Karen W. Lim
It rains for over 200 days a year here.
But this doesn’t dampen the spirits of the Atayal people in Bulaubulau, who play host to groups of tourists who come visiting for a day to down copious amounts of rice wine while indulging in a sevencourse meal.
Nestled deep in the mountains in Yilan County, Bulaubulau is a small village that is home to members of the Atayal tribe, or “taiya zu” in Mandarin.
This is where clusters of nine families cook, hunt, weave and entertain guests who come here to learn about the culture of one of Taiwan’s indigenous tribes.
There are no roads here and there’s hardly any mobile network either. The only vehicle
you’ll encounter will be the jeep that will pick you up from the sleepy town of Hanxi, and then drop you off halfway up the mountain.
From there, the rest of the journey is on foot.
Three tribe members came down from the mountain to guide us up to their village.
Our main guide, Kwali, was a young chap who had returned to the mountain after studying in Australia for eight years.
Along the way, he showed us how the Atayal grow wild mushrooms, and pointed to the boar raps that they use to hunt the hairy beasts, which feature pretty heavily in their diet.
The climb wasn’t treacherous. In fact, it was rather easy but because the place was mostly wet and the sky overcast, the track did get a little slippery from the mud and leaves.
Once we reached the rusticlooking yet modern village, we were greeted and given lemongrass tea and skewers with marinated pork to barbecue over a fire pit.
This was when I had my first taste of Taiwan’s aboriginal rice wine.
The rice wine is a shade of milky yellow and is considered valuable because of the immense amount of work required to harvest the rice and ferment the wine. It is also used in some of the Atayal rituals.
We were told that Atayal newlyweds are made to drink from a small wine glass, cheek-to-cheek, and if any of it is spilled, this spells bad luck for the couple.
After downing a shot of rice wine, we were given a quick tour around Bulaubulau – quick because it’s a rather small village.
We saw the Atayal living quarters, which, to our surprise and envy, were not old and dilapidated wooden huts but modern villalike constructions that looked like what you might find at a holiday resort.
Taiwan has its fair share of typhoons throughout the year and to minimise the destruction of their huts, the Atayal built their houses in Bulaubulau with the backs facing the direction where the winds strike the hardest, our guide told us.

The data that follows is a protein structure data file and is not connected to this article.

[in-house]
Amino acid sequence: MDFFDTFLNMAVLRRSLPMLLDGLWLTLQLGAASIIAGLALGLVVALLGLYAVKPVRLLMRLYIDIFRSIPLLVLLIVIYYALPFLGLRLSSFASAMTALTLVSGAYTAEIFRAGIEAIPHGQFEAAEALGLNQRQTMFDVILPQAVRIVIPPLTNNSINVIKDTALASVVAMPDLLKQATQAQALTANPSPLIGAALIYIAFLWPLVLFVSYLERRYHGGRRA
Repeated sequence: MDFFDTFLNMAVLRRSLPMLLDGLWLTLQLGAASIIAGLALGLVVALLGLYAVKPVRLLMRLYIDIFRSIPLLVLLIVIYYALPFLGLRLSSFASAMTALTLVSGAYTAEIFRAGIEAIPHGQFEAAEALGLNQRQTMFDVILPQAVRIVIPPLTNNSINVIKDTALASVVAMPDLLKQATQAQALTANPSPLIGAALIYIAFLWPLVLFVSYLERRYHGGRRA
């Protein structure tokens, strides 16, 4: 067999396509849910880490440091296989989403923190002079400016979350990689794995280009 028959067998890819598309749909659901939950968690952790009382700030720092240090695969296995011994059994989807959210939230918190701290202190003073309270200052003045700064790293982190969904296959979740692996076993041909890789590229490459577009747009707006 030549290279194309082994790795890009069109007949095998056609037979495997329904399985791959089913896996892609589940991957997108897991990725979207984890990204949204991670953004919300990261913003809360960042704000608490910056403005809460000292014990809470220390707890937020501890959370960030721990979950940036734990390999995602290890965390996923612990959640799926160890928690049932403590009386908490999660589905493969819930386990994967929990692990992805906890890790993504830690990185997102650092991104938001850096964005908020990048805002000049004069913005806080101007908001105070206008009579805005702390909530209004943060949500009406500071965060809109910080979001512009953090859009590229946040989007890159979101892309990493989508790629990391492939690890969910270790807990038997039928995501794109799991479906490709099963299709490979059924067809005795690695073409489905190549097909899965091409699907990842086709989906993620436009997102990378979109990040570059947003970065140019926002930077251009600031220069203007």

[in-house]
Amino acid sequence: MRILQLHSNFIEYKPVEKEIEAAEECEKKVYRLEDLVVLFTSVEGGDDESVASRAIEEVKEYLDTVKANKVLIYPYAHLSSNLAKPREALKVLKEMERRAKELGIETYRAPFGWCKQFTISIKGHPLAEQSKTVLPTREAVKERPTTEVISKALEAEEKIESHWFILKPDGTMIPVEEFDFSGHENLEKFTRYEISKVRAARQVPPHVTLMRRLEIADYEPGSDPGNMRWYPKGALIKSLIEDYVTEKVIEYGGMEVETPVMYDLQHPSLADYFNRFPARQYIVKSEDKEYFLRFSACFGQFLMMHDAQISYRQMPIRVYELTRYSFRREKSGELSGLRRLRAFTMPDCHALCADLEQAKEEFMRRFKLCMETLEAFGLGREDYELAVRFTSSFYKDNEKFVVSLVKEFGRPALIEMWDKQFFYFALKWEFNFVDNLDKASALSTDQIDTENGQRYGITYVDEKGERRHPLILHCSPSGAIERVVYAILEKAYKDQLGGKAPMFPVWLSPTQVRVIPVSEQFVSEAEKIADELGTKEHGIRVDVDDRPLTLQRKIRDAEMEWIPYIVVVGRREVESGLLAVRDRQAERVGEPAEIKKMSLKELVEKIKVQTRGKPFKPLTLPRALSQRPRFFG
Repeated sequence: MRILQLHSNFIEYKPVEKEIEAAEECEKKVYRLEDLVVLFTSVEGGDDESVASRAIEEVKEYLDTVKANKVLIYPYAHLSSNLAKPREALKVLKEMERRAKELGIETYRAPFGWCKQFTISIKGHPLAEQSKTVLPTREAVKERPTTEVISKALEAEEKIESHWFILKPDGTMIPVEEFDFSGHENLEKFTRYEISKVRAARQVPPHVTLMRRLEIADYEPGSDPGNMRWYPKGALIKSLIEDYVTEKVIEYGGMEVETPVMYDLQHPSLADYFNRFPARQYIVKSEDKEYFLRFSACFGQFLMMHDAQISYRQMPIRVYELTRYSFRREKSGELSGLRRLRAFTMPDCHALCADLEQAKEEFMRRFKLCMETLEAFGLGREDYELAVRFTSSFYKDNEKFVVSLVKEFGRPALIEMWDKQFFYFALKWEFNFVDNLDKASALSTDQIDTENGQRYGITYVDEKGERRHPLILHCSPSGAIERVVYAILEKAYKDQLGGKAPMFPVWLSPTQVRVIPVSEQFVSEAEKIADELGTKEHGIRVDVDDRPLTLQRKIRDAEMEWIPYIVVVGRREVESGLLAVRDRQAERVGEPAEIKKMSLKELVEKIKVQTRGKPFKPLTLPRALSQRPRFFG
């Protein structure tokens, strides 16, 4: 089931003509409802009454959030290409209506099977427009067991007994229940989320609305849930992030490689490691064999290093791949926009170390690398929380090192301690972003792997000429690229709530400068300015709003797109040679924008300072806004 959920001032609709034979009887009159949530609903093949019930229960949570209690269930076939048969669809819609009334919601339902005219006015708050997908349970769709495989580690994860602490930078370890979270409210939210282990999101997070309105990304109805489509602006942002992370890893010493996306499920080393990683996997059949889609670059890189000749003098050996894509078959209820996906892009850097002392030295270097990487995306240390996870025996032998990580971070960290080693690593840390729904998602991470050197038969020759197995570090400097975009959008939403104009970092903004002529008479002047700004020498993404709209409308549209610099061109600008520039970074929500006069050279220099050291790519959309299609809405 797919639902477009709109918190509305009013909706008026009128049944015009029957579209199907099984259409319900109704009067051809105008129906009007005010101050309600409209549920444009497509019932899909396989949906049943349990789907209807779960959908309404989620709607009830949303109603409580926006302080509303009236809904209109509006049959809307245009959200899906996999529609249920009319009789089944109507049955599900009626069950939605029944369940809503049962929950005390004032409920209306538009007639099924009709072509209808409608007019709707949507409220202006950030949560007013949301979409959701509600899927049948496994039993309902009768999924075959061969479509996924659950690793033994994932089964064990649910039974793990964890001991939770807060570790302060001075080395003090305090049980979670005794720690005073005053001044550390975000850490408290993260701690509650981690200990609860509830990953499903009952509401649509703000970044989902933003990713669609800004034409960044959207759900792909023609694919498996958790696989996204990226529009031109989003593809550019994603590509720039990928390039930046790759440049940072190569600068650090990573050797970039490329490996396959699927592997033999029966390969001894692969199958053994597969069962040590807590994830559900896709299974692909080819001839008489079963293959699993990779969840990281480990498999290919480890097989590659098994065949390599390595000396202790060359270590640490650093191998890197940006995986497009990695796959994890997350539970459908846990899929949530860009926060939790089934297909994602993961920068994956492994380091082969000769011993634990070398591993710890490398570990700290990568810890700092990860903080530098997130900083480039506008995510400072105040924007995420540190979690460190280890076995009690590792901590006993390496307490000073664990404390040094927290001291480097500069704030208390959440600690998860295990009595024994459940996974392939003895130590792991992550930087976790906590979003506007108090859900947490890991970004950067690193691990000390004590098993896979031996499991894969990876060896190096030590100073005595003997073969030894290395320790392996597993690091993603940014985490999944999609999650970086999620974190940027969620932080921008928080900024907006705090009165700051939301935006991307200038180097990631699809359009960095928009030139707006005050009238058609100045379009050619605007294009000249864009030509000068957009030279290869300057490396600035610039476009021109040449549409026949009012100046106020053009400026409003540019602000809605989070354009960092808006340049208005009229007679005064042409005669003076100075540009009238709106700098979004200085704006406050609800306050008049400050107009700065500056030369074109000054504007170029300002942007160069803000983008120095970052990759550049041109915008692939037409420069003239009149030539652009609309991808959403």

They reinforced these walls with bricks. This also helps keep
the houses cool during summer.
We were treated to demonstrations of how Atayal women make use of traditional weaving tools to create handicrafts and embroidery, and witnessed the painstaking process of making rice wine.
After the tour, we proceeded to a thatched hut for lunch. The menu comprised mostly of fresh produce from the Atayal farm, the chickens that they keep, and meat from wild boar.
Four kinds of rice wine were served as pairing partners to some of the dishes. So, before our last course, we were rather tipsy – but also rather merry.
Halfway through lunch, we followed our guide Kwali into a grass field, where we danced in their tribal footsteps and made friends with two goats nearby.
We then proceeded to make our own dessert – mua chee, made from the same fermented rice that’s used to make wine.
Two people are required to pound the sticky glob into submission. When it was ready,using just our fingers, we took out small pieces, dipping them in fresh honey before eating.
What I won’t forget is the hospitality of the Atayal people, which was apparent from the moment we got there. They were warm, friendly and generous, traits I’ve observed among many Taiwanese people.
As we were leaving Bulaubulau, we were each given a small bag with some Atayal local produce – a small gesture that comes from big hearts.
Maybe it was the effect of the alcohol, but spending a dayin this hidden village made one forget that there’s a noisy, modern world out there that is constantly screaming for attention.
Here, in the mountains, one feels light, and free.
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